"The dominant rights-based interpretation of private property entrenches the idea of human dominion over nature. Accordingly, nature is not attributed any inherent value and becomes merely the matter of a human property relationship. Earth Jurisprudence: Private Property and the Environment explores how an alternative conception of property might be instead grounded in the eco-centric concept of an Earth community. Recognising that human beings are deeply interconnected with and dependent on nature, this concept is proposed as a standard and measure for human law. Using the theory of Earth Jurisprudence as a guide, this book outlines an alternative eco-centric description of private property, as a relationship between and among members of the Earth community"-- Provided by publisher.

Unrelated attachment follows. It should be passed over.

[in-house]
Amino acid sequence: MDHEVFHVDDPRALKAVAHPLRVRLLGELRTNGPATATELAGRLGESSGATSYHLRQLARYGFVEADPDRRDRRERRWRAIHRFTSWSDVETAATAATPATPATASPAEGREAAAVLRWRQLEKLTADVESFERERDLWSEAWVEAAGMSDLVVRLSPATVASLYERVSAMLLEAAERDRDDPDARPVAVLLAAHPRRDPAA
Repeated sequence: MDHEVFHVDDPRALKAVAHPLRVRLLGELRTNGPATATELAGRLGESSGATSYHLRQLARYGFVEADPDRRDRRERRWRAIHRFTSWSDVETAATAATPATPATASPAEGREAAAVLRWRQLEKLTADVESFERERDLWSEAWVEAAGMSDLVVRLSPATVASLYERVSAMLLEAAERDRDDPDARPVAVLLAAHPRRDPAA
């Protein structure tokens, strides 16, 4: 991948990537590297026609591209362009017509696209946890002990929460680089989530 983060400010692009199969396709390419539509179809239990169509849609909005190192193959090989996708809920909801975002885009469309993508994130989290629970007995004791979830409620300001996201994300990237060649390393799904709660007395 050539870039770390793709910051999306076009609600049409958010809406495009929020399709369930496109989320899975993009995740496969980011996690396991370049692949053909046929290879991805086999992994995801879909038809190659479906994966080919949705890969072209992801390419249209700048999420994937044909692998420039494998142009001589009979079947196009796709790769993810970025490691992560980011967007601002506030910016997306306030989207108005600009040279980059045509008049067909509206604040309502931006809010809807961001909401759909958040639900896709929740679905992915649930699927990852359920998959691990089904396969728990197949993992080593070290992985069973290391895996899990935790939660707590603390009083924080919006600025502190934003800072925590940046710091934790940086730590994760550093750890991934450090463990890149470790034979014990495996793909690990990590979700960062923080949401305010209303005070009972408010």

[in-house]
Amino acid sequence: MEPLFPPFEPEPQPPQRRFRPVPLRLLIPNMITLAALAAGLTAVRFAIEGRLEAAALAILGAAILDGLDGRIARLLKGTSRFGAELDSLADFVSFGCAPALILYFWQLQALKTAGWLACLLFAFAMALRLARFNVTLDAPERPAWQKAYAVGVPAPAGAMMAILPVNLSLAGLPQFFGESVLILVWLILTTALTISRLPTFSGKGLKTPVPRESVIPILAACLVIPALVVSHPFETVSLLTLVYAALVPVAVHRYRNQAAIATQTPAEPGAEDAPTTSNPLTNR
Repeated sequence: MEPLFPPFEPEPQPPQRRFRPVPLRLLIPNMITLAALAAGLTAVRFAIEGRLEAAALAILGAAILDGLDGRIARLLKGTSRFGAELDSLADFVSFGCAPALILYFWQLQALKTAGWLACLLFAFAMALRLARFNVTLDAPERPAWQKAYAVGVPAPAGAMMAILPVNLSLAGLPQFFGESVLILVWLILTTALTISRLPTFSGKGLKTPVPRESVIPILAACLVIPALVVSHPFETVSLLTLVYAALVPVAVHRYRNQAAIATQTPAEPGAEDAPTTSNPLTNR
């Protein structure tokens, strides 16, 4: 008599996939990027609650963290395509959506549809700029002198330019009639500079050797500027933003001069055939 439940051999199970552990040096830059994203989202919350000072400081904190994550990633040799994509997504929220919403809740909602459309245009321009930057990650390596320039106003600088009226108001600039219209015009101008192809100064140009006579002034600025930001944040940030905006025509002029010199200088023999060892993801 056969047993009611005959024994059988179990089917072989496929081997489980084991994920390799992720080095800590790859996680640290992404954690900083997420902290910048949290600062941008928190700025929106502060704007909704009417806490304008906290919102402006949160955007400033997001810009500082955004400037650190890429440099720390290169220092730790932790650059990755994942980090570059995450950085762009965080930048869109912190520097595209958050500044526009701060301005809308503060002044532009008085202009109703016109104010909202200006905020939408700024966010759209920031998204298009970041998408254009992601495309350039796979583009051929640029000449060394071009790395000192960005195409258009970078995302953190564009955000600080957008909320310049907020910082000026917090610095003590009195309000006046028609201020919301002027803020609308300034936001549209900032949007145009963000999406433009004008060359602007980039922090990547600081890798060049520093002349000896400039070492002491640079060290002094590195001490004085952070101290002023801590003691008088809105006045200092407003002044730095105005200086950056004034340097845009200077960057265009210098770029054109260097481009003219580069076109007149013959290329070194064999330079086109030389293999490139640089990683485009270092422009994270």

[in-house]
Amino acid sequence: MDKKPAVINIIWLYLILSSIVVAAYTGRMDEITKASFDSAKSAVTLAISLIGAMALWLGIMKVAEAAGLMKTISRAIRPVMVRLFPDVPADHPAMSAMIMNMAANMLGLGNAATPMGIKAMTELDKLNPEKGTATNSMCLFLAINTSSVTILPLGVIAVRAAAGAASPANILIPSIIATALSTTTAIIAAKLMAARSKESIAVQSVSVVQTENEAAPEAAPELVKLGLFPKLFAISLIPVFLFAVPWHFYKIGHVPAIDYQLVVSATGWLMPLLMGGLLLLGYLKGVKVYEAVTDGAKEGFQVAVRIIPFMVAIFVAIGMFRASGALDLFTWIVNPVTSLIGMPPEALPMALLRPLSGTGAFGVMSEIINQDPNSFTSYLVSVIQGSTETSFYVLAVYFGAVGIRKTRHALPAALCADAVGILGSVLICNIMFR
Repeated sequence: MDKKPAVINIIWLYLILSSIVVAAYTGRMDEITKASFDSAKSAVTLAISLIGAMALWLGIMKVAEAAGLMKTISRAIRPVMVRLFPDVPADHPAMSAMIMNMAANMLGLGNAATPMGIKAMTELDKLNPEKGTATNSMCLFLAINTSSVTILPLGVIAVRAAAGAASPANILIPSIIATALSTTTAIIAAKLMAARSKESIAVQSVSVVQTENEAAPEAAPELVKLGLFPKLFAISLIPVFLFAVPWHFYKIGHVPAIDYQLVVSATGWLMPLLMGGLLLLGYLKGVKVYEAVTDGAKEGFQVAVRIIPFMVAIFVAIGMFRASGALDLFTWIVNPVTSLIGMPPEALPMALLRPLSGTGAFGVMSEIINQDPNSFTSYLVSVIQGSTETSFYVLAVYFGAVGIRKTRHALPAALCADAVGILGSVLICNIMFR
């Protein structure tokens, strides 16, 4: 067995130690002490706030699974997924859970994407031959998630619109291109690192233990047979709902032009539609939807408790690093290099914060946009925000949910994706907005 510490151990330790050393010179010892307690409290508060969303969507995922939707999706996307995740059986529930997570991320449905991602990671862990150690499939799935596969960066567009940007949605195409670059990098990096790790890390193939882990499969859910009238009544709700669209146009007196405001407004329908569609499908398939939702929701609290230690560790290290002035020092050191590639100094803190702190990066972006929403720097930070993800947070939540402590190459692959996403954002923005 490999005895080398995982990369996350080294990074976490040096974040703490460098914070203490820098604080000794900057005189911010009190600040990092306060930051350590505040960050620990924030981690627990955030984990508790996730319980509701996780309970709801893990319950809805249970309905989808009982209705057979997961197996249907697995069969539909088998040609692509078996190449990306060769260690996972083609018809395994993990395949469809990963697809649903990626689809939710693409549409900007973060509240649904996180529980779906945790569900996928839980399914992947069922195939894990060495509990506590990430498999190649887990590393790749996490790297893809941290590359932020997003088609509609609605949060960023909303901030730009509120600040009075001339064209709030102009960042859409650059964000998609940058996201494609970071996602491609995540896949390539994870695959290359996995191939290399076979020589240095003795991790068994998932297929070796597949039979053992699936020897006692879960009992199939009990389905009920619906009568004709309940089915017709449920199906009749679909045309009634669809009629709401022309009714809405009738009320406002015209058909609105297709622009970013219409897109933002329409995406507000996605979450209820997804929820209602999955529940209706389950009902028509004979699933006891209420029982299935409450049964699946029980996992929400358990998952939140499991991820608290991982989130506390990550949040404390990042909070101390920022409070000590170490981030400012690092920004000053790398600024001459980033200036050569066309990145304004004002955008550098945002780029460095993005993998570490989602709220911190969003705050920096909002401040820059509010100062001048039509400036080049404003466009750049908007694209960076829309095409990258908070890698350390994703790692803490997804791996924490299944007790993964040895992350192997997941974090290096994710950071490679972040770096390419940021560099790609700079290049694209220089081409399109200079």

Bibliography, etc. Note
Includes bibliographical references (pages -163) and index.
Formatted Contents Note
1. Introduction 2. Anthropocentrism and private property 3. Earth community: narrative and action 4. A theory of Earth jurisprudence 5. Private property revisited.